The magnificent sights, amazing beaches, rich cultural heritage, great monuments, mountains, castles, remote monasteries and cheerful, hospitable people are the treasures making Kefalonia one of the most attractive destinations.
It is the biggest island of the Ionian Sea, at the outlet of Patraikos Bay, between Zante and Lefkada. It stretches over an area of 904 km2 with a coastline length of 250 km.
The island has a splendid natural beauty and a diversified geological structure with innumerable small bays and rich vegetation; the mountain Aenos (National Park since 1962 supporting rich flora and fauna) looks impressive from far away.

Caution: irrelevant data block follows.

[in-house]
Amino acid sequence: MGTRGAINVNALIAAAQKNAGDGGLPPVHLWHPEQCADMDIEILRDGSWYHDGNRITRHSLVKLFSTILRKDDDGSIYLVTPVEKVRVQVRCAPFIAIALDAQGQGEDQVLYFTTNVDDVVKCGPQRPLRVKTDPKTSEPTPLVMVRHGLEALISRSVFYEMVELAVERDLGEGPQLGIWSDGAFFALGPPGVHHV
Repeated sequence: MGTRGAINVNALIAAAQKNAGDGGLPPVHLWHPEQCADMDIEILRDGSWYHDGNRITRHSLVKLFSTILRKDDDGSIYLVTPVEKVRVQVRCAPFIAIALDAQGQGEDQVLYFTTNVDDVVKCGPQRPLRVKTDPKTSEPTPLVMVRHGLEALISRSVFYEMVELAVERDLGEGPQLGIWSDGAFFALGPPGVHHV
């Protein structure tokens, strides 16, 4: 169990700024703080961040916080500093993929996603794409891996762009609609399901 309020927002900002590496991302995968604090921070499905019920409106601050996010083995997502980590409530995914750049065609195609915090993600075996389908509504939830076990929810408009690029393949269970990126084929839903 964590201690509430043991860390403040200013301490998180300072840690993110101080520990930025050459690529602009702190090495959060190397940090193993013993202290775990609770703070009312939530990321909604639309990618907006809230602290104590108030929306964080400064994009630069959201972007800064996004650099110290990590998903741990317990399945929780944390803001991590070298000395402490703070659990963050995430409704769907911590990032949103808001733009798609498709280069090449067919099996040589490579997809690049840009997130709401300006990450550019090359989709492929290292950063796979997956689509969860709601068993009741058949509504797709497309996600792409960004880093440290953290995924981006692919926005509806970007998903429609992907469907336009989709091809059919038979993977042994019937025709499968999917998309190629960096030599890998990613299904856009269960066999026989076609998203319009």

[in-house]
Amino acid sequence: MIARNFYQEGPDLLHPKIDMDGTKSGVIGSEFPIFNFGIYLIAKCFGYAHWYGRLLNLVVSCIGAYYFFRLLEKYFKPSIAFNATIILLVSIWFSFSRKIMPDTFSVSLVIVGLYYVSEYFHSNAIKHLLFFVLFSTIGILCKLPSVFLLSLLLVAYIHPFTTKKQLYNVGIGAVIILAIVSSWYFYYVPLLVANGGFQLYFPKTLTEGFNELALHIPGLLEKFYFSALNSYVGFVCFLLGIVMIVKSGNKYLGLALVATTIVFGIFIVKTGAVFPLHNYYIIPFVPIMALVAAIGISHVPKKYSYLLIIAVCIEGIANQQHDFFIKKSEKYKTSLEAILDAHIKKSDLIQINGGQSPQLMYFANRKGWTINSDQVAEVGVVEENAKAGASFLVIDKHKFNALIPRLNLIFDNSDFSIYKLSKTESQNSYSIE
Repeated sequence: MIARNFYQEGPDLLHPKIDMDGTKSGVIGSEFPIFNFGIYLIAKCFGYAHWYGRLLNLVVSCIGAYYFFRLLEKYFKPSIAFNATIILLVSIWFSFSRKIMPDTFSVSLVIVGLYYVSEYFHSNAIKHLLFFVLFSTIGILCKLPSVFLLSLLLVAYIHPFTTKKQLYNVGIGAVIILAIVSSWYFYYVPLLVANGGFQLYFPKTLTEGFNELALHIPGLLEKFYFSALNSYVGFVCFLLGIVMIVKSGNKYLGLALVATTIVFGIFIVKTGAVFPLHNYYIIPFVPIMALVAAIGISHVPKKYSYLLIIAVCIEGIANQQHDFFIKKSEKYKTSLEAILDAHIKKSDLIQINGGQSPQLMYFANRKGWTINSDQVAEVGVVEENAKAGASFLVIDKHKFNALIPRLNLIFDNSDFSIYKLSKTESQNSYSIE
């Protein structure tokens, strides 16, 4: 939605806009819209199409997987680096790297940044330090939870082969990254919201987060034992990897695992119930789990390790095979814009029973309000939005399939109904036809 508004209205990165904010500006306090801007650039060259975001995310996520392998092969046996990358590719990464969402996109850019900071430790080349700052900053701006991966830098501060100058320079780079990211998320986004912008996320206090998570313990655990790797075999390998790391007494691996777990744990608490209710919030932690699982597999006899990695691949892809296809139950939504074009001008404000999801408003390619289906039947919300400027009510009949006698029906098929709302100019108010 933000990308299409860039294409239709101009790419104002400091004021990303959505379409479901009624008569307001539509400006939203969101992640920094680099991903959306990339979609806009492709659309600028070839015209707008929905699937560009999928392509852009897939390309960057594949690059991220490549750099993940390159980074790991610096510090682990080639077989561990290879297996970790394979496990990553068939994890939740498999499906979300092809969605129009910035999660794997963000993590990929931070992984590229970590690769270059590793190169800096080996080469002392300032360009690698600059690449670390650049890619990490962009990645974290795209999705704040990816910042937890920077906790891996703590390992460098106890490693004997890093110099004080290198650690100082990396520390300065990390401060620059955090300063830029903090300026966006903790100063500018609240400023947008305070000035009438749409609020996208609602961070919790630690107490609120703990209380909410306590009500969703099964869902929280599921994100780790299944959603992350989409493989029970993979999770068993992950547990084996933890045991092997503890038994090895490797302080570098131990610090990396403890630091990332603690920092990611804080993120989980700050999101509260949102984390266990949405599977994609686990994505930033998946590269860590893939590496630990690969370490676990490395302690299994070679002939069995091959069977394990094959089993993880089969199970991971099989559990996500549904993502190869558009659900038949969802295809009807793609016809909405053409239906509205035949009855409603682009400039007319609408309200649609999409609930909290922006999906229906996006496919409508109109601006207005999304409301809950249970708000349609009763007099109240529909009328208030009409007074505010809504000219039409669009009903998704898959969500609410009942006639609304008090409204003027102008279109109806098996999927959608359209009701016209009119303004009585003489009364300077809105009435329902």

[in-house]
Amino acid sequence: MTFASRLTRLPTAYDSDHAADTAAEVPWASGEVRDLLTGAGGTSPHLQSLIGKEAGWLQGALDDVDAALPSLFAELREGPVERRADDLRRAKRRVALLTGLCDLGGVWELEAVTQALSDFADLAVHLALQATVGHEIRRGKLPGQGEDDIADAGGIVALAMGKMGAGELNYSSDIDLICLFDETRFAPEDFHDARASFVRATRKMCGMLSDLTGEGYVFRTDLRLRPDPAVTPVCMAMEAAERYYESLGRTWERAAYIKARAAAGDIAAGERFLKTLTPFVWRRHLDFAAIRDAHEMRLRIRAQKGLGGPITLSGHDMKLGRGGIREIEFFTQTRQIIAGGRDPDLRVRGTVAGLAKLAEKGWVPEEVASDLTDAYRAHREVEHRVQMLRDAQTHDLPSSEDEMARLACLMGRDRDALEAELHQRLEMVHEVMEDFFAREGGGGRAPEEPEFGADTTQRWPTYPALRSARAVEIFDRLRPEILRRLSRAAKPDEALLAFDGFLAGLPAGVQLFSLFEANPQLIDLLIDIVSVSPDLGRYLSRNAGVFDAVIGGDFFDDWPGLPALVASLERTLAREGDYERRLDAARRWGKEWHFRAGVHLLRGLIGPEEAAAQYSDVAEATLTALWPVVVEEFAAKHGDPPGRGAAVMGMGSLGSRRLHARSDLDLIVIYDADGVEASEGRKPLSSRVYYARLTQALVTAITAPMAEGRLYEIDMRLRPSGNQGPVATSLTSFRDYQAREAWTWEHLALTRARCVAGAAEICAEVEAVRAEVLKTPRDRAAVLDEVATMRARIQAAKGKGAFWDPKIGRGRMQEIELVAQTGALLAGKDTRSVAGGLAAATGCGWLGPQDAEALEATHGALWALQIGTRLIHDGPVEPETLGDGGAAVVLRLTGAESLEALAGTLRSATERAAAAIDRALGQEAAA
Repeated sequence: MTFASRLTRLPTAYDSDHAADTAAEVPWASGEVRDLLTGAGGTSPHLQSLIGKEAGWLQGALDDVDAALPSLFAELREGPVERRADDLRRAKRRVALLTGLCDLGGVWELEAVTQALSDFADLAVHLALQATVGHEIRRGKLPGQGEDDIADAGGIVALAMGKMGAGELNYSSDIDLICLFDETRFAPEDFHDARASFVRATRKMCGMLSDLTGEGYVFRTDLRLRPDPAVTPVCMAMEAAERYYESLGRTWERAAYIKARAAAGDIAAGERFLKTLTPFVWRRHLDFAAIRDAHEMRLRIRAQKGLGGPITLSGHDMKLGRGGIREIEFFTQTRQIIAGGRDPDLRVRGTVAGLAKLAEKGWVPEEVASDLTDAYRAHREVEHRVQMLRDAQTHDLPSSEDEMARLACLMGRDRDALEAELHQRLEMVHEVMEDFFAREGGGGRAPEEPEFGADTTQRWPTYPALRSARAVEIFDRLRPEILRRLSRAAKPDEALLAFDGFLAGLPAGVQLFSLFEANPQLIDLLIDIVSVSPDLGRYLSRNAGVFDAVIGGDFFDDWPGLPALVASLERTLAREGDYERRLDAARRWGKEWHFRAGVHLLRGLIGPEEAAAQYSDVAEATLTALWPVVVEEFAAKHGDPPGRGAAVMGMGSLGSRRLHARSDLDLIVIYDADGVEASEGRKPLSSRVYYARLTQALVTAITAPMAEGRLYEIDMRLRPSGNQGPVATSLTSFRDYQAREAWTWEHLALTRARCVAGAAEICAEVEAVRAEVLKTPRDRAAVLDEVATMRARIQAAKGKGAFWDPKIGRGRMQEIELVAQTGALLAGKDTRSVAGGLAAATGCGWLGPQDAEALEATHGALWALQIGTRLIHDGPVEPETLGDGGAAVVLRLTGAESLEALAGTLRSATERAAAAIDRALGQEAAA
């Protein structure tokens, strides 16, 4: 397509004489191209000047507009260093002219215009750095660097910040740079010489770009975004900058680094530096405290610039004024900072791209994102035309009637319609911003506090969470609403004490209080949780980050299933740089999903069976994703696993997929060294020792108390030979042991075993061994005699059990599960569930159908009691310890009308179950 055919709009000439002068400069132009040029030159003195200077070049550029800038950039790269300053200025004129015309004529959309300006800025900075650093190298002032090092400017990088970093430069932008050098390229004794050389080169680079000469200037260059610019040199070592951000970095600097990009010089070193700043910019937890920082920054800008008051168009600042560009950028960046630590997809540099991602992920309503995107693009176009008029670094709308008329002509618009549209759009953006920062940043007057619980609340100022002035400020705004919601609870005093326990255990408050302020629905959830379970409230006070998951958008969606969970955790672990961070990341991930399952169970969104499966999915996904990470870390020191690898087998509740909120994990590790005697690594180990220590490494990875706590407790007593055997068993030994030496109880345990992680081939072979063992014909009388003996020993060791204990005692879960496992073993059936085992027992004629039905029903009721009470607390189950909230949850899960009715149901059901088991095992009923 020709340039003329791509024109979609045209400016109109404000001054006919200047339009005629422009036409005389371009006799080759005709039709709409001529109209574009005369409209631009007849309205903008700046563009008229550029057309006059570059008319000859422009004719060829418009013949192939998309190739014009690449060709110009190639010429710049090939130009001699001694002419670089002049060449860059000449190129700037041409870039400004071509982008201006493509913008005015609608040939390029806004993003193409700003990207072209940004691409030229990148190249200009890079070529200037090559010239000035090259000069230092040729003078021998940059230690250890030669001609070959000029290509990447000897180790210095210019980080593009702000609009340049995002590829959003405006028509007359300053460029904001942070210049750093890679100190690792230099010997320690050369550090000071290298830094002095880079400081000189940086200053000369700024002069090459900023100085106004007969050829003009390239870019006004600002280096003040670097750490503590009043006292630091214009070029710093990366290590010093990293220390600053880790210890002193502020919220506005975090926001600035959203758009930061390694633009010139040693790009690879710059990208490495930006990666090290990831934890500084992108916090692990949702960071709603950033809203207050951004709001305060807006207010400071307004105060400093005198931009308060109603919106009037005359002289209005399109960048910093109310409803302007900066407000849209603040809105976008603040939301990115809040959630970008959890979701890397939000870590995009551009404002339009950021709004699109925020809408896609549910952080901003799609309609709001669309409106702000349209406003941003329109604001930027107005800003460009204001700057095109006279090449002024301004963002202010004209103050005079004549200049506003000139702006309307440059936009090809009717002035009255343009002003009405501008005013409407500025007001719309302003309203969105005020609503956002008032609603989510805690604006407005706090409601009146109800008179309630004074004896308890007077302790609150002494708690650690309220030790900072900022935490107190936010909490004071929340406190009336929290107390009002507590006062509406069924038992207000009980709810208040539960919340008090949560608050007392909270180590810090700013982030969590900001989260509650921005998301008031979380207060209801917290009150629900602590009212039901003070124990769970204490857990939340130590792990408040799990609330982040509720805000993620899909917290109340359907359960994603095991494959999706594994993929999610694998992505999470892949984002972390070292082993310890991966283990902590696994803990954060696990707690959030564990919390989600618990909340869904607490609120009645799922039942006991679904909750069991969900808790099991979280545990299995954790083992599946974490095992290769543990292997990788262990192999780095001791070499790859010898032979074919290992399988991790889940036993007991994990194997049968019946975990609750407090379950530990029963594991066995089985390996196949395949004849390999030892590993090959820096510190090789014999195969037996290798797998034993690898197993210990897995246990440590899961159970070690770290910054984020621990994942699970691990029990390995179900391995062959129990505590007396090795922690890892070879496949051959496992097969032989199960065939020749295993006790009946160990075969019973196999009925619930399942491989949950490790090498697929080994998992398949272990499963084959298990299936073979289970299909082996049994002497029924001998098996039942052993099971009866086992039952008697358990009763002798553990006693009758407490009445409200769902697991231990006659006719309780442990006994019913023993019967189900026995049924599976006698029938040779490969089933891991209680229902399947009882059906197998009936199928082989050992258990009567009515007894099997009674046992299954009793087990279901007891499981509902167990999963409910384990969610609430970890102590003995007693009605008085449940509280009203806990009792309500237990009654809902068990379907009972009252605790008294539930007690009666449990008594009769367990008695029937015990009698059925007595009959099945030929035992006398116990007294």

During the Byzantine period Kefalonia formed part of the province of Achaia and the prefecture of East Illyria. It was conquered by the Normans, the Franks, the Venetians and the Turks.
It joined the rest of Greece along with the other Ionian Islands, on May 21st, 1864. The inhabitants’ resistance against the Italians and the Germans during World War II was considerable.
The movie ‘Captain Corelli’s Mandolin’ shot in the natural scenery of the island refers to a history of the Resistance movement.